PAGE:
Also since most vehicles use a negative ground, this has been shown although it is understood that with obvious modifications, a positive ground system could be made to work equally as well.

Line 35 from the positive side of the battery 34 passes into the interior of control housing 19 and is connected to one side of the twist disconnect fuse 36. The other side of the fuse is connected by line 37 to one side of off-biased switch 20. The other side of switch 20 is connected to one end of line 38 which extends out of housing 19 and to the rear 14 of lead vehicle 50, whether a combination unit or a single unit. This line then passes into the translucent housing 17 and is operatively connected to the flashing system 49 as will hereinafter be described in detail.

Within the control unit 18 is pilot light 21 connected on one side by line 39 to line 38 on the other side by line 40 to ground 41.

If either the steering column switch or the floorboard switch is used, a plug type connection indicated at 42 would be used. The two lines 43 and 44 would thus extend, one from line 35 and one from line 38 so that switch 20 can be by-passed. Lines 43 and 44 lead one to each side of either floor mounted switch 23 or steering column mounting switch 26 or to both, in parallel if both are used. Thus it can be seen that either a dash mounted switch 20, a steering column mounted switch 26 or a floorboard mounted switch 23 or a combination of all or part of these switches can be used to activate the flasher unit 49 connected to line 38.

The flasher portion of the indicator system of the present invention includes a pair of lights or lamps 45 and 46 and a multivibrator system to flashingly operate the same. The flasher unit itself is a collector-coupled transistor multivibrator in the form of a two stage resistance-capacitance coupled emitter amplifier with the output of the first stage coupled to the input of the second stage and the output of the second stage coupled to the input of the first stage. This regenerative feed back with amplification is, of course, required for oscillation. Bias and stabilization are established identically for both transistors 47 and 48.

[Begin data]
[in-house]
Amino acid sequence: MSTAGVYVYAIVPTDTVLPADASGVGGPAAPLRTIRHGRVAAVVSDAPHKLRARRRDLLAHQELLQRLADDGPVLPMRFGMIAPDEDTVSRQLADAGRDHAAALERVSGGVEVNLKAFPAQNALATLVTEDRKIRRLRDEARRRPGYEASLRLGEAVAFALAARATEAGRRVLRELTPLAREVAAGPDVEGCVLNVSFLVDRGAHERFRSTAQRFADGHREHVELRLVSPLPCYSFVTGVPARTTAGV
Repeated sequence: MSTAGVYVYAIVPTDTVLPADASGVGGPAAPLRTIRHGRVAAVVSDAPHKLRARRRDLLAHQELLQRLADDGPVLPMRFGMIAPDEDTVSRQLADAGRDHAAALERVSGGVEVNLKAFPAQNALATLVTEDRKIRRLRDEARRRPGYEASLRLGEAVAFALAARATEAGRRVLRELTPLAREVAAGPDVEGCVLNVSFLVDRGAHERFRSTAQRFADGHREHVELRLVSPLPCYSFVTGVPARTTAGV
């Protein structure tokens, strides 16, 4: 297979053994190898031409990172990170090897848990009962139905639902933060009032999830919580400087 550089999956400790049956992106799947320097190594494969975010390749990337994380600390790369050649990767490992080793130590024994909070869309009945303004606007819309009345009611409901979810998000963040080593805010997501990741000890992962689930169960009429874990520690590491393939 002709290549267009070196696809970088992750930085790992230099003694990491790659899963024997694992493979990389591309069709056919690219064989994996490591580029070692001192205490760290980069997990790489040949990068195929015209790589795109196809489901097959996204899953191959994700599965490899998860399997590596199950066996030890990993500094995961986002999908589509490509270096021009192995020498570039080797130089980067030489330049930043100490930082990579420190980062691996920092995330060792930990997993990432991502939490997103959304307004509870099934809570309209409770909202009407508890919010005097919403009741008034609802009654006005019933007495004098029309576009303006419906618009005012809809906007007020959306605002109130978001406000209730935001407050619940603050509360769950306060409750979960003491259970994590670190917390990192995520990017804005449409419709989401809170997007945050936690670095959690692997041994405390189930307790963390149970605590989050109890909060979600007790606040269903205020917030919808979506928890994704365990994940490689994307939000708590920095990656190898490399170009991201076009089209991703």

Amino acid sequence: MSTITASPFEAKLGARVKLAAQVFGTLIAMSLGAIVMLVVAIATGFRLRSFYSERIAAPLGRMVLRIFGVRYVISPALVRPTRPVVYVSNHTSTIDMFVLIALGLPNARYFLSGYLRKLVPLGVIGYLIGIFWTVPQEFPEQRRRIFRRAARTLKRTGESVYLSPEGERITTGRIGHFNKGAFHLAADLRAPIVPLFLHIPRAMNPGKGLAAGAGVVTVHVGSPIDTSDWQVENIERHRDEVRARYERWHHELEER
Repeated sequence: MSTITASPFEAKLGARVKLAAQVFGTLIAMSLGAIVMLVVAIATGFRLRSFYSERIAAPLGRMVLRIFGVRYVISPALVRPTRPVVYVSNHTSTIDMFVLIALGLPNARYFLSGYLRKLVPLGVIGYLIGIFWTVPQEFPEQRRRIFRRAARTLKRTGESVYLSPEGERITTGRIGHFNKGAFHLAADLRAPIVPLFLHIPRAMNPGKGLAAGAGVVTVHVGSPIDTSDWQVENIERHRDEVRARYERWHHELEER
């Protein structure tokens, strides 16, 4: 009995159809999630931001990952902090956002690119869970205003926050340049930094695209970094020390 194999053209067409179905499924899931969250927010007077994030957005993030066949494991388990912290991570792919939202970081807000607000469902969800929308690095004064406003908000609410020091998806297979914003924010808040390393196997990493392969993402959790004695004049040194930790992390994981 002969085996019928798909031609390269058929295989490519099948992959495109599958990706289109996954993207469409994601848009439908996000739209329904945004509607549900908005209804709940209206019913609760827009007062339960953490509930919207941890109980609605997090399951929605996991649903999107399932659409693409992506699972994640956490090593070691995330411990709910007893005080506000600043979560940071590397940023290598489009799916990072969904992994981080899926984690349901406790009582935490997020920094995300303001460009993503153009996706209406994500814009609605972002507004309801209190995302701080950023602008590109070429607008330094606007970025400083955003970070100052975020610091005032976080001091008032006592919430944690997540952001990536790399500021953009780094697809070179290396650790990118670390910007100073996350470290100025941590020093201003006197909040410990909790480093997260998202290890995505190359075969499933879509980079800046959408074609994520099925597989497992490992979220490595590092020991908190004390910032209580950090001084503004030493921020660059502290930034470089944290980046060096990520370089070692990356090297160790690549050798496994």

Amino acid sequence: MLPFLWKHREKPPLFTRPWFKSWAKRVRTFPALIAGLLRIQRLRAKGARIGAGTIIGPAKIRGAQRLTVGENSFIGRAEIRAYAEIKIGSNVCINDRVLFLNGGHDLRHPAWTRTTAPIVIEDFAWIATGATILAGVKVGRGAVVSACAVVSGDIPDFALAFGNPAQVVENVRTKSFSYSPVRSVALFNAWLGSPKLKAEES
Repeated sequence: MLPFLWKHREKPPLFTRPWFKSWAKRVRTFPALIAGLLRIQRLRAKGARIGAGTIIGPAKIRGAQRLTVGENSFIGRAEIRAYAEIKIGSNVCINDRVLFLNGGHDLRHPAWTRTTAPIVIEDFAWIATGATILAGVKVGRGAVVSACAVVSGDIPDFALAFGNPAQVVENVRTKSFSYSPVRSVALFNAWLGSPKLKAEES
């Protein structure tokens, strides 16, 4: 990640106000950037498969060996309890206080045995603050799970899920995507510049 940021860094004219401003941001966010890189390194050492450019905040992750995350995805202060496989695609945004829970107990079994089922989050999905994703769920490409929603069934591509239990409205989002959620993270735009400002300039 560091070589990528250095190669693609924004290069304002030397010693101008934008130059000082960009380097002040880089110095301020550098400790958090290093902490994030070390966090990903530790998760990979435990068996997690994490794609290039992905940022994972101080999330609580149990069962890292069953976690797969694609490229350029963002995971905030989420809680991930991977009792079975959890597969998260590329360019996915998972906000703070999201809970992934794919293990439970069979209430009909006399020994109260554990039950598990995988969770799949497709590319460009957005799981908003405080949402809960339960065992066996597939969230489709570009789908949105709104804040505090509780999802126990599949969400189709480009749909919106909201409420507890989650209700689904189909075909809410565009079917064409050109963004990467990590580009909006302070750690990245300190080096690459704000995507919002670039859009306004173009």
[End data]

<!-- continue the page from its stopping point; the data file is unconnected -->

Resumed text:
The transistors referred to above are the TO-36 or the TO-36 type, according to the power requirement of the lamps used. The rate of flash of these lamps is controlled by R1, C1 and R2, C2 combinations at 60 flashes per lamp per minute or at the rate of one flash per second.

Because of variations in the tolerances of the components, one transistor will conduct before the other. Assuming transistor 47 is conducting more heavily than transistor 48, more current will flow in the base circuit of transistor 47 than the base circuit of the transistor 48. Collector current in transistors 47 will thus increase rapidly, causing collector voltage at the junction of lamp 45 and resistor-capacitor R1, C1 to decrease or become more positive. This increasing positive voltage is applied through C1 to the base of transistor 48 thus at the same time turning on lamp 46.

As the base voltage of transistor 48 become more positive, the forward bias decreases, resulting in a rapid decrease in the base current and thus the collector current in transistor 48. Collector voltage at the junction of lamp 46 and resistor-capacitor R2, C2 becomes more negative. This negatively increasing voltage is fed back through capacitor C2 to the base of transistor 47 thus increasing the forward bias.

From the above, it is obvious that as long as the operator of the signal equipped vehicle holds the spring loaded control switch in the "on" position so that battery current can flow to the above described flasher means, the lamps 45 and 46 will emit flashing signals.

As heretobefore indicated, ground potential is the same for both the negative side of the battery, the ground side of pilot light 21, and the ground side of the flasher unit 49.